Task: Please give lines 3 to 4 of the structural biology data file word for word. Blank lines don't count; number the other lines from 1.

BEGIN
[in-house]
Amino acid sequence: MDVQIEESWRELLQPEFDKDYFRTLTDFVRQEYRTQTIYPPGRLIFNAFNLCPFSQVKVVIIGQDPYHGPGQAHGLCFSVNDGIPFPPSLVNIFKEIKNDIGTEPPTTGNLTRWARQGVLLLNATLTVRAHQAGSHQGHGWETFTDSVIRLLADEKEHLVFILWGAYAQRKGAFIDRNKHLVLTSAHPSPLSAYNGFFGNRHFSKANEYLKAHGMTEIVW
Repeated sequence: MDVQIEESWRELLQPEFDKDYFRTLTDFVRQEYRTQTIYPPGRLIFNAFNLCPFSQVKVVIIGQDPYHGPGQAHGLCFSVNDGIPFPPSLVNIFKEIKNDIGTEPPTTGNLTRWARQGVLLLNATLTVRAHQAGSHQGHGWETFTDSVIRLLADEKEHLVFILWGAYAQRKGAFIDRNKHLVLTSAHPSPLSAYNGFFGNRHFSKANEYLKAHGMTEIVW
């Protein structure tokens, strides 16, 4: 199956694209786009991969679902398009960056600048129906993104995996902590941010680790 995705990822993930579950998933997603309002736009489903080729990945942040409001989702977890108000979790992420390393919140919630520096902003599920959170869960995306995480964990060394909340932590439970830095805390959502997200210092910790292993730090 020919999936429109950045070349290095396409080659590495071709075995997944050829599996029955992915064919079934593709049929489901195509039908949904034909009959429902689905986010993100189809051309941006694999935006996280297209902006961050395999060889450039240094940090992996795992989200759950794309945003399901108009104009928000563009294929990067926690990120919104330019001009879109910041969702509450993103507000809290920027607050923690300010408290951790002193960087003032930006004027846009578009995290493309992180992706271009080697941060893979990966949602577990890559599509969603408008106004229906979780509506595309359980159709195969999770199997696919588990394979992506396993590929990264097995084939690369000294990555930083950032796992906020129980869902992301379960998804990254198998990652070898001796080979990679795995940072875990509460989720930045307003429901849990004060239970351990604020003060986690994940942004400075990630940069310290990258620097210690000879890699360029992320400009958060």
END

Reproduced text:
Repeated sequence: MDVQIEESWRELLQPEFDKDYFRTLTDFVRQEYRTQTIYPPGRLIFNAFNLCPFSQVKVVIIGQDPYHGPGQAHGLCFSVNDGIPFPPSLVNIFKEIKNDIGTEPPTTGNLTRWARQGVLLLNATLTVRAHQAGSHQGHGWETFTDSVIRLLADEKEHLVFILWGAYAQRKGAFIDRNKHLVLTSAHPSPLSAYNGFFGNRHFSKANEYLKAHGMTEIVW
């Protein structure tokens, strides 16, 4: 199956694209786009991969679902398009960056600048129906993104995996902590941010680790 995705990822993930579950998933997603309002736009489903080729990945942040409001989702977890108000979790992420390393919140919630520096902003599920959170869960995306995480964990060394909340932590439970830095805390959502997200210092910790292993730090 020919999936429109950045070349290095396409080659590495071709075995997944050829599996029955992915064919079934593709049929489901195509039908949904034909009959429902689905986010993100189809051309941006694999935006996280297209902006961050395999060889450039240094940090992996795992989200759950794309945003399901108009104009928000563009294929990067926690990120919104330019001009879109910041969702509450993103507000809290920027607050923690300010408290951790002193960087003032930006004027846009578009995290493309992180992706271009080697941060893979990966949602577990890559599509969603408008106004229906979780509506595309359980159709195969999770199997696919588990394979992506396993590929990264097995084939690369000294990555930083950032796992906020129980869902992301379960998804990254198998990652070898001796080979990679795995940072875990509460989720930045307003429901849990004060239970351990604020003060986690994940942004400075990630940069310290990258620097210690000879890699360029992320400009958060």